Diggin’ up bones | AspenTimes.com

Diggin’ up bones

John ColsonAspen, CO Colorado
Paul Conrad/The Aspen Times
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SNOWMASS Approximately 200 million years ago, a large marine reptile, perhaps foraging along the shoreline of an inland sea in what would one day be Colorado, died and sank into the gathering silt and organic debris to ultimately become a fossil.Fast-forward through the eons to just about a year ago – a local man out for a day of hunting with a friend spies a strip of bluish stone embedded in the ground that he thinks might be petrified wood, but which turns out to be the remains of that long-dead reptile.So it is that Mike Gordon, 21, of Old Snowmass, is the proud possessor of what he hopes is a nearly intact skeleton of a beast known as a Plesiosaur, one of a family of marine reptiles that ate mostly fish and roamed the coastal waters of the inland ocean that once covered much of the Rocky Mountain region, as well as a number of other regions around the globe.”Most of it is still in the ground,” said Gordon, a graduate of Aspen High School and a senior at Colorado State University in Fort Collins, studying mechanical engineering.He stumbled upon the find about a year ago and has been keeping its location secret ever since, to prevent curious or greedy scavenging of the site. In the meantime, he has been carefully exposing and removing the skeletal remains, using a spoon and a toothbrush for the initial delicate stages, with the help of his mother, Jessica Bramson.

So far they have unearthed parts of a rib cage, some vertebrae and pieces of one of the reptile’s four large “paddles” that propelled it through the water, and they are hoping that a university or some other professional paleontological agency will take over for them soon.The skeleton is buried in a ridge of mancos shale, which was formed by sedimentary deposits along the shore of that inland sea over the intervening eons.”This kind of plesiosaur, I’m pretty sure, is early to middle Jurassic,” Gordon explained. Plesiosaurs are believed to have first appeared at the very start of the Jurassic Period, about 204 million years ago, and thrived until the “K-T extinction,” at the end of the Cretaceous period about 165 million years ago. While they were Mesozoic reptiles that lived at the same time as dinosaurs, they were not dinosaurs, scientists say.Gordon recalled that he plucked a few of the bluish rocks out of the ground and took them to a friend, Simon Hmani, proprietor of the Columbine Aspen shop and something of an amateur paleontologist.”He’s got a lot of stuff,” Gordon said of Hmani’s basement collection of ancient artifacts, “including a Saber-toothed Tiger skull. He knows the difference” between petrified wood and, say, dinosaur bones. And what Gordon had found, Hmani said, was definitely a collection of fragmented skeletal remains, perhaps of a dinosaur. Hmani also agreed to put some of Gordon’s find on public display at his shop over the next 10 days, Gordon said on Sunday.Gordon next went to a certified expert he knew from lectures at CSU, paleontologist Brent Breithaupt of the University of Wyoming, who confirmed that the fragment were, indeed, bones. Thinking they could be the remains of a plesiosaur, Breithaupt send Gordon to yet another expert, Kenneth Carpenter, curator of vertebraic palentology at the Denver Museum of Nature and Science, who said the bones appear to be those of a plesiosaur.Neither Breithaupt nor Carpenter could be reached for comment for this story.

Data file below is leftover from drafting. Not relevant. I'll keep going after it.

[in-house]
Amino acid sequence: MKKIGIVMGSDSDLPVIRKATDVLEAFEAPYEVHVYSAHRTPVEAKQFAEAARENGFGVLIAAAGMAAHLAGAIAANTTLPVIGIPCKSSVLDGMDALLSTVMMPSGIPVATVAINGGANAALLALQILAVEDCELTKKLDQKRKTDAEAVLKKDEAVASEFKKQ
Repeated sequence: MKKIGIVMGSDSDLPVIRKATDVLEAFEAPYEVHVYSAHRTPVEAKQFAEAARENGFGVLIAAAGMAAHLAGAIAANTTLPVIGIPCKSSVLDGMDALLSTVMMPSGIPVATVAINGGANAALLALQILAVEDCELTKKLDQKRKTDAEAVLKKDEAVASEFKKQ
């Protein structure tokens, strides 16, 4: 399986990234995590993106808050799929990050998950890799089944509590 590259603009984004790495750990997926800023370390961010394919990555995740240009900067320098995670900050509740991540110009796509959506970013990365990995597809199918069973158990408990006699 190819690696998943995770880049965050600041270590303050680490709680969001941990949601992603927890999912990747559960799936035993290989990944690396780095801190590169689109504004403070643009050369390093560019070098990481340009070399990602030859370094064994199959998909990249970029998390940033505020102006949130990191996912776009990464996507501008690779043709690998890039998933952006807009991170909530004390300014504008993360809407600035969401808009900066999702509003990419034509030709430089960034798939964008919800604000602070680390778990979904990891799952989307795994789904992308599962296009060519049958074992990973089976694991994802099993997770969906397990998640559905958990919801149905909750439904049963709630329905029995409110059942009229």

But according to information gleaned from research on the Internet, there are a number of different types of plesiosaurs.”A typical plesiosaurs had a broad body and a short tail,” states the Web reference, Wikipedia. “They retained their ancestral two pairs of limbs, which evolved into large flippers [paddles]. Plesiosaurs evolved from earlier, similar forms such as pistosaurs or very early, longer-necked pliosaurs. There are a number of families of plesiosaurs, which retain the same general appearance and are distinguished by various specific details,” such as the fact that some have quite long, almost serpentine necks where others have short, thick necks.”The first plesiosaur skeletons were found in England by Mary Anning, in the early 1800s, and were among the first fossil vertebrates to be described by science,” the Wikipedia entry continues. “Many have been found, some of them virtually complete, and new discoveries are made frequently.”But Gordon, based on his conversations with Breithaupt and Carpenter, believes his is the first plesiosaur to be found in the high country of the Rocky Mountains.According to The Plesiosaur Site website, which gives its purpose as being “to give serious and detailed information on the order plesiosauria,” the creatures’ remains have been found on every continent, including Antarctica, and in several Western U.S. states including Colorado. But the Colorado finds have been either in the Front Range area or in the western reaches of the West Slope.Noting that dinosaur footprints were recently discovered in the Maroon Bells wilderness area, Gordon said, “Other than that, I don’t believe there’s anything this old in the valley,” at least nothing that’s been found so far.John Colson’s e-mail address is jcolson@aspentimes.com


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